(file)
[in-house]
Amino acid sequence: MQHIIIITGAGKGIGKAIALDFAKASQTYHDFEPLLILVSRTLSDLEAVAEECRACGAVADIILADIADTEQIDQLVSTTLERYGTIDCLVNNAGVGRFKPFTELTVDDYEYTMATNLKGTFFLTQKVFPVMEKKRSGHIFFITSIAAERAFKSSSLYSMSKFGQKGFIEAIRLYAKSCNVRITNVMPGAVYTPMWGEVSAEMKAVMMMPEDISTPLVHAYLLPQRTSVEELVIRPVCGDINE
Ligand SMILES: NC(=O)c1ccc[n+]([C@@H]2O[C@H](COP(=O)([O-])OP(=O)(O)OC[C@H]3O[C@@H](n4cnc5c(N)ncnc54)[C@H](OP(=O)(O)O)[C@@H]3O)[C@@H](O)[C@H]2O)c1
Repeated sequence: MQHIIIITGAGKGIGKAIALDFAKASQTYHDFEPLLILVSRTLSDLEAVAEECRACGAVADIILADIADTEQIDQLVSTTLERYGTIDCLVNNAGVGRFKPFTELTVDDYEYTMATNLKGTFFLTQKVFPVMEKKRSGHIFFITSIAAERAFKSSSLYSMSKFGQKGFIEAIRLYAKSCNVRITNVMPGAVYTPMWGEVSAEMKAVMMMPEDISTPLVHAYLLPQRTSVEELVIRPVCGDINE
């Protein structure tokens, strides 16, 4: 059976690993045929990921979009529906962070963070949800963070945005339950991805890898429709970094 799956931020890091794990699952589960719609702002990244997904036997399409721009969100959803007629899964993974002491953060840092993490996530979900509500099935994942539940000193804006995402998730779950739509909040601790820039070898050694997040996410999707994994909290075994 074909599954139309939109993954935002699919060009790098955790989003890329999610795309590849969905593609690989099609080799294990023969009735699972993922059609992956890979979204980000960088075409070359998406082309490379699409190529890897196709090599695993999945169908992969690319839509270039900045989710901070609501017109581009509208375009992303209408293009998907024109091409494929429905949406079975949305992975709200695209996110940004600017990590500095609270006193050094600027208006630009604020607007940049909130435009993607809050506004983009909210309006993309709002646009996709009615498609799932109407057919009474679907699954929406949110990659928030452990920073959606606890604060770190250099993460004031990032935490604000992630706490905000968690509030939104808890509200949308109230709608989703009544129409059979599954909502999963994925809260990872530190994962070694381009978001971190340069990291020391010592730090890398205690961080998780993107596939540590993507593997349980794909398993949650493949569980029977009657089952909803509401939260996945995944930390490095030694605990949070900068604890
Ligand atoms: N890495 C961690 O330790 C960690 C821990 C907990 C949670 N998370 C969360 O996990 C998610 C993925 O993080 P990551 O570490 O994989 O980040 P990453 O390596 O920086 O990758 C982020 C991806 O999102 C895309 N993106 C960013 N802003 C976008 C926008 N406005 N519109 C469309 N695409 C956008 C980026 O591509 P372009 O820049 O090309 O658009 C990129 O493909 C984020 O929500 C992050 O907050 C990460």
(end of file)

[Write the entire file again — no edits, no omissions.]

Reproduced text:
[in-house]
Amino acid sequence: MQHIIIITGAGKGIGKAIALDFAKASQTYHDFEPLLILVSRTLSDLEAVAEECRACGAVADIILADIADTEQIDQLVSTTLERYGTIDCLVNNAGVGRFKPFTELTVDDYEYTMATNLKGTFFLTQKVFPVMEKKRSGHIFFITSIAAERAFKSSSLYSMSKFGQKGFIEAIRLYAKSCNVRITNVMPGAVYTPMWGEVSAEMKAVMMMPEDISTPLVHAYLLPQRTSVEELVIRPVCGDINE
Ligand SMILES: NC(=O)c1ccc[n+]([C@@H]2O[C@H](COP(=O)([O-])OP(=O)(O)OC[C@H]3O[C@@H](n4cnc5c(N)ncnc54)[C@H](OP(=O)(O)O)[C@@H]3O)[C@@H](O)[C@H]2O)c1
Repeated sequence: MQHIIIITGAGKGIGKAIALDFAKASQTYHDFEPLLILVSRTLSDLEAVAEECRACGAVADIILADIADTEQIDQLVSTTLERYGTIDCLVNNAGVGRFKPFTELTVDDYEYTMATNLKGTFFLTQKVFPVMEKKRSGHIFFITSIAAERAFKSSSLYSMSKFGQKGFIEAIRLYAKSCNVRITNVMPGAVYTPMWGEVSAEMKAVMMMPEDISTPLVHAYLLPQRTSVEELVIRPVCGDINE
């Protein structure tokens, strides 16, 4: 059976690993045929990921979009529906962070963070949800963070945005339950991805890898429709970094 799956931020890091794990699952589960719609702002990244997904036997399409721009969100959803007629899964993974002491953060840092993490996530979900509500099935994942539940000193804006995402998730779950739509909040601790820039070898050694997040996410999707994994909290075994 074909599954139309939109993954935002699919060009790098955790989003890329999610795309590849969905593609690989099609080799294990023969009735699972993922059609992956890979979204980000960088075409070359998406082309490379699409190529890897196709090599695993999945169908992969690319839509270039900045989710901070609501017109581009509208375009992303209408293009998907024109091409494929429905949406079975949305992975709200695209996110940004600017990590500095609270006193050094600027208006630009604020607007940049909130435009993607809050506004983009909210309006993309709002646009996709009615498609799932109407057919009474679907699954929406949110990659928030452990920073959606606890604060770190250099993460004031990032935490604000992630706490905000968690509030939104808890509200949308109230709608989703009544129409059979599954909502999963994925809260990872530190994962070694381009978001971190340069990291020391010592730090890398205690961080998780993107596939540590993507593997349980794909398993949650493949569980029977009657089952909803509401939260996945995944930390490095030694605990949070900068604890
Ligand atoms: N890495 C961690 O330790 C960690 C821990 C907990 C949670 N998370 C969360 O996990 C998610 C993925 O993080 P990551 O570490 O994989 O980040 P990453 O390596 O920086 O990758 C982020 C991806 O999102 C895309 N993106 C960013 N802003 C976008 C926008 N406005 N519109 C469309 N695409 C956008 C980026 O591509 P372009 O820049 O090309 O658009 C990129 O493909 C984020 O929500 C992050 O907050 C990460």